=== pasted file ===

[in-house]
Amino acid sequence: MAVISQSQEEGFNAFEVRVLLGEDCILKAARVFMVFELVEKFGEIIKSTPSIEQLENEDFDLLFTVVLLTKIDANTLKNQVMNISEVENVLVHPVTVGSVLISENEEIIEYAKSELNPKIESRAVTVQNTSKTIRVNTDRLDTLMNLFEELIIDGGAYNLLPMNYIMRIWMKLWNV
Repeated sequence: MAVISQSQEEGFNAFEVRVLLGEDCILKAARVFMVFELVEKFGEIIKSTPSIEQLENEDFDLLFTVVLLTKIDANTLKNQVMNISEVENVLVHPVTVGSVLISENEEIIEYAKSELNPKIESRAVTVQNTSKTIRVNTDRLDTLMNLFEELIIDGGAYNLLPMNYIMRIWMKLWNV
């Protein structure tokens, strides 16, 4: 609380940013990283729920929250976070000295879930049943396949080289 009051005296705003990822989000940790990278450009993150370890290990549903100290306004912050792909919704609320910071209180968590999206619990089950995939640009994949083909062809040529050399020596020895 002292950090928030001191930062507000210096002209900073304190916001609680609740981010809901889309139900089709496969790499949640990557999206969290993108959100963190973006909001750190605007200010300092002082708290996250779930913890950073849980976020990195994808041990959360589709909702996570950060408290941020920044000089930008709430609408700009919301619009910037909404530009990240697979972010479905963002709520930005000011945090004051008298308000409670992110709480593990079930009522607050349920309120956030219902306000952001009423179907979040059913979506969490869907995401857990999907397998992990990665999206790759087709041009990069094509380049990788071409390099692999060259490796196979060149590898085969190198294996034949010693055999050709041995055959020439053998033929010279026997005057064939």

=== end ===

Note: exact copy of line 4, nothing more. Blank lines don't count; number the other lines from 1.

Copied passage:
């Protein structure tokens, strides 16, 4: 609380940013990283729920929250976070000295879930049943396949080289 009051005296705003990822989000940790990278450009993150370890290990549903100290306004912050792909919704609320910071209180968590999206619990089950995939640009994949083909062809040529050399020596020895 002292950090928030001191930062507000210096002209900073304190916001609680609740981010809901889309139900089709496969790499949640990557999206969290993108959100963190973006909001750190605007200010300092002082708290996250779930913890950073849980976020990195994808041990959360589709909702996570950060408290941020920044000089930008709430609408700009919301619009910037909404530009990240697979972010479905963002709520930005000011945090004051008298308000409670992110709480593990079930009522607050349920309120956030219902306000952001009423179907979040059913979506969490869907995401857990999907397998992990990665999206790759087709041009990069094509380049990788071409390099692999060259490796196979060149590898085969190198294996034949010693055999050709041995055959020439053998033929010279026997005057064939």